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Malaysia bans hillside developments after landslide: report

A handout photo by the Royal Malaysian Police dated December 6, 2008 shows a landslide which occured early December 6 and hit a residential area in Kuala Lumpur. Malaysia's prime minister Abdullah Ahmad Badawi has banned hillside developments after a weekend landslide in suburban Kuala Lumpur killed four people and forced thousands to evacuate. Photo courtesy AFP.
by Staff Writers
Kuala Lumpur (AFP) Dec 7, 2008
Malaysia's prime minister Abdullah Ahmad Badawi has banned hillside developments after a weekend landslide in suburban Kuala Lumpur killed four people and forced thousands to evacuate.

"I am sure this will incur the wrath of individual land owners and developers but enough is enough," Abdullah said, according to Sunday's Star, ordering current projects to be frozen while soil tests are carried out.

"Future projects will also not go on to prevent any further worsening of the soil conditions at the hilly area," he told the daily after a series of landslides in northeastern Kuala Lumpur.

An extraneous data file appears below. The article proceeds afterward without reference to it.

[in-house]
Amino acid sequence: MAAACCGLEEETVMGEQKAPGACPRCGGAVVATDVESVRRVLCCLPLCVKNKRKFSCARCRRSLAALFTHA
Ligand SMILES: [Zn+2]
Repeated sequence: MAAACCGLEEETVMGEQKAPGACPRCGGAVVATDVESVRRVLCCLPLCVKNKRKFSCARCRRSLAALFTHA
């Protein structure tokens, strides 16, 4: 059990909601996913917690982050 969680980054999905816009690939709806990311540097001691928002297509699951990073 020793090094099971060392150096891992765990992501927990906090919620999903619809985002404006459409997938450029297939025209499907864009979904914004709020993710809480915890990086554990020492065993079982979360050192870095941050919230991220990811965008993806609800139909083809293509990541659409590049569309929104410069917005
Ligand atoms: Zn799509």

The latest disaster hit early Saturday, burying 14 houses at the upmarket estate of Bukit Antarabangsa, cutting off access for thousands of residents and disrupting water, electricity and phone lines.

Among the four dead was a 20-year-old who was found by his father buried under the rubble still clutching a mobile phone, the Star reported. One person is reportedly still missing.

Police ordered 3,000 to 5,000 residents living nearby to evacuate their homes.

The landslide occurred after days of heavy rains in the area, which is prone to slippages. In 2006 four people were killed and 43 homes destroyed in a nearby suburb.

And in 1993 a landslide triggered by heavy rains caused a 12-storey condominium tower, the Highland Towers, to collapse, killing 48 people.

"Malaysians never want to learn from past experiences. They want good views while developers only seek to profit ... no one takes safety and soil stability into consideration," the prime minister said.

"We will be courting more tragedies if we do not care and protect hillsides," he said.

Opposition parliamentarian Lim Kit Siang accused the government of "sheer criminal negligence" over the incident.

He said in a statement that officials bore responsibility for "closing an eye to dangerous hillside developments and in totally ignoring the lessons of the Highland Towers tragedy 15 years ago."

Selangor police chief Khalid Abu Bakar on Sunday ordered residents from a condominium tower located near the landslide site to evacuate immediately, fearing it "may collapse at any time," the state Bernama news agency reported.

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